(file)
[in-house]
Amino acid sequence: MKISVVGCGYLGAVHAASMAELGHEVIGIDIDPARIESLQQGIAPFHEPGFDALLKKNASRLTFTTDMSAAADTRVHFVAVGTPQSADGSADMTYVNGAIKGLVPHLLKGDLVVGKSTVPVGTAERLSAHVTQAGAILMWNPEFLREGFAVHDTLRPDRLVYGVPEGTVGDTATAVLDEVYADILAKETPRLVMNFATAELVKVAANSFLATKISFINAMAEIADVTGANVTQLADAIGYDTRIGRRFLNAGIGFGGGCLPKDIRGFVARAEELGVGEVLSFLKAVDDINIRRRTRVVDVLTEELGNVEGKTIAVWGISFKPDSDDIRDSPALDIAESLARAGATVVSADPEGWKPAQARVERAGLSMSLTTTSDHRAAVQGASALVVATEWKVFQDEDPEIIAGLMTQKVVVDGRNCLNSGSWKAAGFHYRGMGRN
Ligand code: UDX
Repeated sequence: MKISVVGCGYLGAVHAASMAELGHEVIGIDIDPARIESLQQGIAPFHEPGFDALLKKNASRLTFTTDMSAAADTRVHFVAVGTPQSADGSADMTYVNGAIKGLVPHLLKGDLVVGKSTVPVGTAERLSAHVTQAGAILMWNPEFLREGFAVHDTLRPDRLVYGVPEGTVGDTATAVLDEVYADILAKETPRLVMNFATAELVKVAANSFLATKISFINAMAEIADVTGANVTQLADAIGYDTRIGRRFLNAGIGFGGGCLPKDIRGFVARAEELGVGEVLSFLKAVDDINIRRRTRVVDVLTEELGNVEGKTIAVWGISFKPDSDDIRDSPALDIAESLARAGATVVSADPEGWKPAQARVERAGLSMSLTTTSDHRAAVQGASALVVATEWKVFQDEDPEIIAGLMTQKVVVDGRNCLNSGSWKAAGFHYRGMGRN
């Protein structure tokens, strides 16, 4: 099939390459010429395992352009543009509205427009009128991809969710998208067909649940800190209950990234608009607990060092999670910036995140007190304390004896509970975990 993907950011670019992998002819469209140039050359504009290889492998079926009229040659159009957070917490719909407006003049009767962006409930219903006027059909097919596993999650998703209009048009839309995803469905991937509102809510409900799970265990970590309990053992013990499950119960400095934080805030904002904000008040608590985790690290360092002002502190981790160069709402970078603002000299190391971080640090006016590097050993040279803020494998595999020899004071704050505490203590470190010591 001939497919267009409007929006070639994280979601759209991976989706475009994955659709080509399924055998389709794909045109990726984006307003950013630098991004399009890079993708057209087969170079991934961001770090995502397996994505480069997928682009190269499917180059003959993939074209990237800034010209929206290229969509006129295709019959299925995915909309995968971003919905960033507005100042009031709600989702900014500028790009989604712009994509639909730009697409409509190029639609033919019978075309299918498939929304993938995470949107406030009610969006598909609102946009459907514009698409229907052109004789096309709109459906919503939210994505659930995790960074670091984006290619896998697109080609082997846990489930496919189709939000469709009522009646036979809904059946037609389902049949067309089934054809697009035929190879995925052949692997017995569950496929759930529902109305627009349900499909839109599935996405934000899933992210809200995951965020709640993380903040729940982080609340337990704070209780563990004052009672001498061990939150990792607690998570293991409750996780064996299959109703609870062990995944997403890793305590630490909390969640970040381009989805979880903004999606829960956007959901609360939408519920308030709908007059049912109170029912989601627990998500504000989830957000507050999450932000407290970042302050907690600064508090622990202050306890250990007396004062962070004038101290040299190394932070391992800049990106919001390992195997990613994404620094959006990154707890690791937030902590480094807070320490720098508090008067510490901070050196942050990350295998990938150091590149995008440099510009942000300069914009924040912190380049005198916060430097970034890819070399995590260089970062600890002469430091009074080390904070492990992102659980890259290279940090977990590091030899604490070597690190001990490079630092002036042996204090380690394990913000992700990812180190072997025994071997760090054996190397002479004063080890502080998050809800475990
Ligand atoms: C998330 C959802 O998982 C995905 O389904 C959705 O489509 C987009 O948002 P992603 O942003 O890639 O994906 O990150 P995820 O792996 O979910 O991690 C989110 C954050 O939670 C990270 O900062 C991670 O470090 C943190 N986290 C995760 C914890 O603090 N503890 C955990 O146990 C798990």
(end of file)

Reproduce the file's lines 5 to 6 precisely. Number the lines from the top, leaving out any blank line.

């Protein structure tokens, strides 16, 4: 099939390459010429395992352009543009509205427009009128991809969710998208067909649940800190209950990234608009607990060092999670910036995140007190304390004896509970975990 993907950011670019992998002819469209140039050359504009290889492998079926009229040659159009957070917490719909407006003049009767962006409930219903006027059909097919596993999650998703209009048009839309995803469905991937509102809510409900799970265990970590309990053992013990499950119960400095934080805030904002904000008040608590985790690290360092002002502190981790160069709402970078603002000299190391971080640090006016590097050993040279803020494998595999020899004071704050505490203590470190010591 001939497919267009409007929006070639994280979601759209991976989706475009994955659709080509399924055998389709794909045109990726984006307003950013630098991004399009890079993708057209087969170079991934961001770090995502397996994505480069997928682009190269499917180059003959993939074209990237800034010209929206290229969509006129295709019959299925995915909309995968971003919905960033507005100042009031709600989702900014500028790009989604712009994509639909730009697409409509190029639609033919019978075309299918498939929304993938995470949107406030009610969006598909609102946009459907514009698409229907052109004789096309709109459906919503939210994505659930995790960074670091984006290619896998697109080609082997846990489930496919189709939000469709009522009646036979809904059946037609389902049949067309089934054809697009035929190879995925052949692997017995569950496929759930529902109305627009349900499909839109599935996405934000899933992210809200995951965020709640993380903040729940982080609340337990704070209780563990004052009672001498061990939150990792607690998570293991409750996780064996299959109703609870062990995944997403890793305590630490909390969640970040381009989805979880903004999606829960956007959901609360939408519920308030709908007059049912109170029912989601627990998500504000989830957000507050999450932000407290970042302050907690600064508090622990202050306890250990007396004062962070004038101290040299190394932070391992800049990106919001390992195997990613994404620094959006990154707890690791937030902590480094807070320490720098508090008067510490901070050196942050990350295998990938150091590149995008440099510009942000300069914009924040912190380049005198916060430097970034890819070399995590260089970062600890002469430091009074080390904070492990992102659980890259290279940090977990590091030899604490070597690190001990490079630092002036042996204090380690394990913000992700990812180190072997025994071997760090054996190397002479004063080890502080998050809800475990
Ligand atoms: C998330 C959802 O998982 C995905 O389904 C959705 O489509 C987009 O948002 P992603 O942003 O890639 O994906 O990150 P995820 O792996 O979910 O991690 C989110 C954050 O939670 C990270 O900062 C991670 O470090 C943190 N986290 C995760 C914890 O603090 N503890 C955990 O146990 C798990």